Last week the Jewish High Holidays came and went without a single blog post about our celebration. It is soooo not like me. Well, lemme explain: The kids were out of school, there were dinners to make, services to attend, cards to send, varsity football games, and like all Jewish holidays, there was ensuing and never ending guilt.
For me, the guilt came in the form of slacking it this year. We are not currently paying dues or official members at a synagogue, so I felt a little weird crashing the scene. I know I should be able to go and get all spiritual for free, but in our culture, you pay to attend on the high holidays and this year it was not in the budget. As much as I would have gussied myself up and donned a fabulous hat, I was not about to go without being a dues paying member.
As much as it is fun for me to go to the synagogue, see who is there and what they are wearing, it would be in bad taste to circumvent the whole annual dues, building fund and ticket thing. How tacky. It would be like wearing white after Labor Day, and it is just not right. Oy.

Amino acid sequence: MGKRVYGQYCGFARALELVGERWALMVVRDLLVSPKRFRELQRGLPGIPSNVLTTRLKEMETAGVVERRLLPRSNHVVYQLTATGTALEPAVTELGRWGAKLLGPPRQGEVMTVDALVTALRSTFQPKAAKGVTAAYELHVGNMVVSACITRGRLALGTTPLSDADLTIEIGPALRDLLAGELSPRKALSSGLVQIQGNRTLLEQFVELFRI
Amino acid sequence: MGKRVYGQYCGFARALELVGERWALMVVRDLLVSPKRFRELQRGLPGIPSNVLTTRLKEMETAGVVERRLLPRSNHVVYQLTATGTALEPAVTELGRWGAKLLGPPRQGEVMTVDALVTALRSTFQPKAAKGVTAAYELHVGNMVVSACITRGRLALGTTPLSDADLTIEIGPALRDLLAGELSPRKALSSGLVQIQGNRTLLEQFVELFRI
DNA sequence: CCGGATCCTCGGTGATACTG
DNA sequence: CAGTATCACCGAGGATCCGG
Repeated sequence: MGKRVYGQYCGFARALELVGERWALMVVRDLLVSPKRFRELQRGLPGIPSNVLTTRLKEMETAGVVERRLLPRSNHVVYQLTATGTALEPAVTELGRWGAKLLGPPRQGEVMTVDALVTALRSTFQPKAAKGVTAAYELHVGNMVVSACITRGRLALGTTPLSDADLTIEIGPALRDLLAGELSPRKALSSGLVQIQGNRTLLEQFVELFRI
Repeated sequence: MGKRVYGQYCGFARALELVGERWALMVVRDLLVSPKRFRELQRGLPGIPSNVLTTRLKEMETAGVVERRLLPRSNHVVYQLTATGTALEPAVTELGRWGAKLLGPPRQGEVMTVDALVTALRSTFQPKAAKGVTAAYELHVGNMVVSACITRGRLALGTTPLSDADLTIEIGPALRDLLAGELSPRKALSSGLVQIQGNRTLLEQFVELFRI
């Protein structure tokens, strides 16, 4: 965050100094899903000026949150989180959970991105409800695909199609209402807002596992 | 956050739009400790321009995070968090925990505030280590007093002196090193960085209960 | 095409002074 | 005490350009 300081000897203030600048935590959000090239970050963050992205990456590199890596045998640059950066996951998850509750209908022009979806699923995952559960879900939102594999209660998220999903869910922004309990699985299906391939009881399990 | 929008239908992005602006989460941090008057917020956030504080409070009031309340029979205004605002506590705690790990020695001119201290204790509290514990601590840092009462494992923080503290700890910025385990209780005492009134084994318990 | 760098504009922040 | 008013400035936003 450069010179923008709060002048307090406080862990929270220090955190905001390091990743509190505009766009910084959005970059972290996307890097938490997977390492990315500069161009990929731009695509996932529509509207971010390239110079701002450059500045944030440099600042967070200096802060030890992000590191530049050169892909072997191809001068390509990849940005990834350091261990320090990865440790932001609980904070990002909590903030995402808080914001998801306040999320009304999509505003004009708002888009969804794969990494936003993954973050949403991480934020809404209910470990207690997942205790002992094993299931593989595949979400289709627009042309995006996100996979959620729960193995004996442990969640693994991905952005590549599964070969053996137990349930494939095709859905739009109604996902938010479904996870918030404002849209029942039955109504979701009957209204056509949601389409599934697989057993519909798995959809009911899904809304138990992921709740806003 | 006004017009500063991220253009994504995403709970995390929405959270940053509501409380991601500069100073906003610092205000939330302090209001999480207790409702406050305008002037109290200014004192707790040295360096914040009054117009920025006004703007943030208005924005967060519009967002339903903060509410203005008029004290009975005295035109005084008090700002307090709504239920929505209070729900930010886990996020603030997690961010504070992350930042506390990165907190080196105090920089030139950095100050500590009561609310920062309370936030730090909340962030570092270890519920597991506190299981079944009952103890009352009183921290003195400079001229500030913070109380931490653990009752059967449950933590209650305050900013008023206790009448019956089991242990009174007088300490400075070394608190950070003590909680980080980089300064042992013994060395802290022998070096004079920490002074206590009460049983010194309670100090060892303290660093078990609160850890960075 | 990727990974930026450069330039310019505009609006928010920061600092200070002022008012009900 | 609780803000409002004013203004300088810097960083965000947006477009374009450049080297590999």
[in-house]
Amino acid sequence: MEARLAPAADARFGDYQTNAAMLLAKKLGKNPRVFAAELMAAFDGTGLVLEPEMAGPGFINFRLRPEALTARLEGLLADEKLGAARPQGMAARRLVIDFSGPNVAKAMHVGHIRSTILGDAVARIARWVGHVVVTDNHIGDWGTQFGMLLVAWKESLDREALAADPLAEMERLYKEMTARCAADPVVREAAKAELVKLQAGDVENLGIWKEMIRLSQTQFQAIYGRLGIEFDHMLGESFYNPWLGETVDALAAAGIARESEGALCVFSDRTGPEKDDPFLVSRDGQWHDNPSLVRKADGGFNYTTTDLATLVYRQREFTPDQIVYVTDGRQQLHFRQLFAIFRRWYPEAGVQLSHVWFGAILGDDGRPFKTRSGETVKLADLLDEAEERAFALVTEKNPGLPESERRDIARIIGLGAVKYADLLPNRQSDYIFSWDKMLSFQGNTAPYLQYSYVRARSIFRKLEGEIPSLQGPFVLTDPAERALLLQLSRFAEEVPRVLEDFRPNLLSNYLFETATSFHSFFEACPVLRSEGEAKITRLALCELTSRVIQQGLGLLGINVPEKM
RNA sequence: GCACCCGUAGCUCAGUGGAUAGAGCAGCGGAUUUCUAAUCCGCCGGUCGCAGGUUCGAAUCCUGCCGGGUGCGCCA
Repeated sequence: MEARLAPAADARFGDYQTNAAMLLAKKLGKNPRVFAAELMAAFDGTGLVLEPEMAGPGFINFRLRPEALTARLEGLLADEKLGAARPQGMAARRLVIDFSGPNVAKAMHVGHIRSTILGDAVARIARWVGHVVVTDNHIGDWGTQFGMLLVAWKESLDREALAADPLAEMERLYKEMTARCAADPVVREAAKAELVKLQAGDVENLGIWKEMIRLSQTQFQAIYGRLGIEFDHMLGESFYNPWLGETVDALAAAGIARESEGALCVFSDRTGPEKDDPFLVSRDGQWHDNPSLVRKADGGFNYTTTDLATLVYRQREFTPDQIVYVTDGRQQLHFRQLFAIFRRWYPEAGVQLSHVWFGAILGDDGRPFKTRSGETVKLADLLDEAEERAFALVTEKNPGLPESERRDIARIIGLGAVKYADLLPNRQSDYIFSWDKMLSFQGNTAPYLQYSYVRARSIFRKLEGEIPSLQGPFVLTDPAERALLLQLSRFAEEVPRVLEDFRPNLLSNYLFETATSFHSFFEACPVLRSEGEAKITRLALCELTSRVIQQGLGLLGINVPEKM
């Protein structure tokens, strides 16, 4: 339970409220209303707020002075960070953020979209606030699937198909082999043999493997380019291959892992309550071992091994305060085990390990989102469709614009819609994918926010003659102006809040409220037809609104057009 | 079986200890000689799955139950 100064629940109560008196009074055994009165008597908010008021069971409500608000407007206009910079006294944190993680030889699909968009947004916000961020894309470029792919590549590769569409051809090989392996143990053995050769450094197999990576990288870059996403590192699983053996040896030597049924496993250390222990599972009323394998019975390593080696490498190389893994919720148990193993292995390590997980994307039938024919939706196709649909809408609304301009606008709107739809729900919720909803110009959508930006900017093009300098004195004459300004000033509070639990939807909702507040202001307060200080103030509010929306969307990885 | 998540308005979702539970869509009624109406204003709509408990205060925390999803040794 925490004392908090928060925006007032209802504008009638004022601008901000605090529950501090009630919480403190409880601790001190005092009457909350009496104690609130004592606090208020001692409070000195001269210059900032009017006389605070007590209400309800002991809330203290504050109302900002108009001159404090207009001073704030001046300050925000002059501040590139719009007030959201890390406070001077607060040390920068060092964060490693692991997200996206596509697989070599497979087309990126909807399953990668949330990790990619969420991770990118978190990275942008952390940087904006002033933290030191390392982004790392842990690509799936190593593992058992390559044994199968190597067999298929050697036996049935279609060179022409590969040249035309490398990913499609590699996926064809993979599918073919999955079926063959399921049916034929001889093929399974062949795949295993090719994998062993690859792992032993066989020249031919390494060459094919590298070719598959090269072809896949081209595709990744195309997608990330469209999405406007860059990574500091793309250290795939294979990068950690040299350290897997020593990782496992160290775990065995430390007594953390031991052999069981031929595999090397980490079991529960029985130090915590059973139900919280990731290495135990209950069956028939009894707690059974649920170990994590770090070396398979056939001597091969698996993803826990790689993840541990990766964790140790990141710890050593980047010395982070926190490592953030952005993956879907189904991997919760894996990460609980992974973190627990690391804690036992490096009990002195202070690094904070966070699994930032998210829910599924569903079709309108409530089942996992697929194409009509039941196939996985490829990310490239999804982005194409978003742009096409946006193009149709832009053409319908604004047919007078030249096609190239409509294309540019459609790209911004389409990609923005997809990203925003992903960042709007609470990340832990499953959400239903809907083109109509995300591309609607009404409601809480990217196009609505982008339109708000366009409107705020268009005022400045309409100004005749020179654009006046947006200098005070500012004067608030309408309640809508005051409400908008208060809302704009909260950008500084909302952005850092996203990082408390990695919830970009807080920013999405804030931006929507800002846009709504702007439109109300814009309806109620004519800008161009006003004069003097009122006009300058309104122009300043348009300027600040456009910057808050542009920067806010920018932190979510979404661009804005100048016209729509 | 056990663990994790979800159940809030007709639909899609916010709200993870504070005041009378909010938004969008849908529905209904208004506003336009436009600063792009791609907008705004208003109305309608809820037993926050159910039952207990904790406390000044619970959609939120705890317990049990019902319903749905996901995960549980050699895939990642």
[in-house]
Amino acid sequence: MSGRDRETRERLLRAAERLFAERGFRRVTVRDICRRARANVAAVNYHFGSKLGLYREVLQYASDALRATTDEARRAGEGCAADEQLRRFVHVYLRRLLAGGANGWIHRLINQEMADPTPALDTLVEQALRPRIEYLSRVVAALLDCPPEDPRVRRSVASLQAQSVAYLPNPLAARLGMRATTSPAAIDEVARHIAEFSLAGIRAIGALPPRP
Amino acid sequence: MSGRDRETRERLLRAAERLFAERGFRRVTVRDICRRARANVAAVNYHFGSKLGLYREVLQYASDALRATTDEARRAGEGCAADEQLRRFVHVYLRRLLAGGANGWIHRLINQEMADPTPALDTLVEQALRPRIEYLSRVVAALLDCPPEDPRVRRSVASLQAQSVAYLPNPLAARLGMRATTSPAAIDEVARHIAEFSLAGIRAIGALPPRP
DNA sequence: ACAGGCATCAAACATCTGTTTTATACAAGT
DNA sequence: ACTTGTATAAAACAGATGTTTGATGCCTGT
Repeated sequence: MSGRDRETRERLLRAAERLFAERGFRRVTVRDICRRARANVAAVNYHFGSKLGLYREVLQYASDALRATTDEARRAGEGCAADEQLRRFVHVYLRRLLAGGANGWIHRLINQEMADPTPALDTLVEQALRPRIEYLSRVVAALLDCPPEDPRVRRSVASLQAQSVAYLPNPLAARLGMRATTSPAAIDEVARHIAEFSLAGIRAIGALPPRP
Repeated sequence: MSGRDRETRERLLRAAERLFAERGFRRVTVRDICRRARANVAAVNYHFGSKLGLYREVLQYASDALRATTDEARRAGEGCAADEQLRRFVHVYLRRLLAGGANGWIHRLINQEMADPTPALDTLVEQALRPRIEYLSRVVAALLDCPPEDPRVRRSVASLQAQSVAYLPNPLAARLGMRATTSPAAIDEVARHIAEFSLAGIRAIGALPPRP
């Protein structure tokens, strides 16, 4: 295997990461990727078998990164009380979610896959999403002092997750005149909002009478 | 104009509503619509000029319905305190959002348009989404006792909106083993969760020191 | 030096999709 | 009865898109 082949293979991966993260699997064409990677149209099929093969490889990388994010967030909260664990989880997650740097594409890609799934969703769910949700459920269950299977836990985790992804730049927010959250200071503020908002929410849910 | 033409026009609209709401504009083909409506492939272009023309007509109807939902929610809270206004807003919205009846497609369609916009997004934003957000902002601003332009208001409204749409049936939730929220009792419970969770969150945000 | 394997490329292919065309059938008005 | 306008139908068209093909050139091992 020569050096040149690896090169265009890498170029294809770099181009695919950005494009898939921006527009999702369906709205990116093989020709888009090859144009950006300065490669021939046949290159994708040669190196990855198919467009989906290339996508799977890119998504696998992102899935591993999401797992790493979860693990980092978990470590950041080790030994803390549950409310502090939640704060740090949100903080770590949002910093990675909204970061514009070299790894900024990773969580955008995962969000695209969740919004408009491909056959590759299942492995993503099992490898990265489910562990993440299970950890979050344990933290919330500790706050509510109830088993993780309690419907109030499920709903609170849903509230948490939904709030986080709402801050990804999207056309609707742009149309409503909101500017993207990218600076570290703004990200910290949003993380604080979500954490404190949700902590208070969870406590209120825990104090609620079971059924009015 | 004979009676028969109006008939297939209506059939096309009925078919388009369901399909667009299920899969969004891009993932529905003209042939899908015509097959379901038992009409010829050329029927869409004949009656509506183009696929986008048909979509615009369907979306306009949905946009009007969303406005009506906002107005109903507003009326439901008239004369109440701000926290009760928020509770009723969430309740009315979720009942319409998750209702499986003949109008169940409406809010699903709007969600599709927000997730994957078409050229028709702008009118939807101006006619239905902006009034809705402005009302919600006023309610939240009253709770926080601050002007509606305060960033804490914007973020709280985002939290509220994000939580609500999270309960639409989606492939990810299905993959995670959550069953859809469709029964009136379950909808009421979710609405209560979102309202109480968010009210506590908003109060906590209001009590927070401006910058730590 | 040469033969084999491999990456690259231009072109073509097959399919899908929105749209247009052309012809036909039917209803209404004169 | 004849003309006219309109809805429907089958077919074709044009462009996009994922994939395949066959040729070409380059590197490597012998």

So instead of pulling out all the stops, we just went in a different direction this year. We spent the two days of Rosh Hashana with the kids, at home, doing nothing but honoring our faith with family. It was low key, and more personable actually. I would be willing to bet, the kids enjoyed our version more than the religious service itself. When you are 3 and 4, getting a few days at home with Mommie and Daddy is pretty awesome, especially when they would normally be at work.
Now that the kids are getting a super dooper dose of religion at school, I felt a bit like I was disappointing them by not making a traditional meal. Beyond the apples and honey it was pretty much our typical gluten free, weight watchers friendly, high protein, low carb meal. Nothing "special."
"Next year in Jerusalem" is a saying at this time of year, and I am going with my own version- Next year in New Albany. I promise. I will do it up big next year.
We did manage to schlep the kids to Barnes and Noble
for the Rosh Hashana story time and some High Holiday related arts and crafts projects that used crayon and cardboard.
Does this count? I hope so, because they had a blast.
I will just add this lack of participation in Rosh Hashana to my list of repenting next week at Yom Kippur.
L'shana Tova, Happy Jewish New Year, however you chose to spend it.
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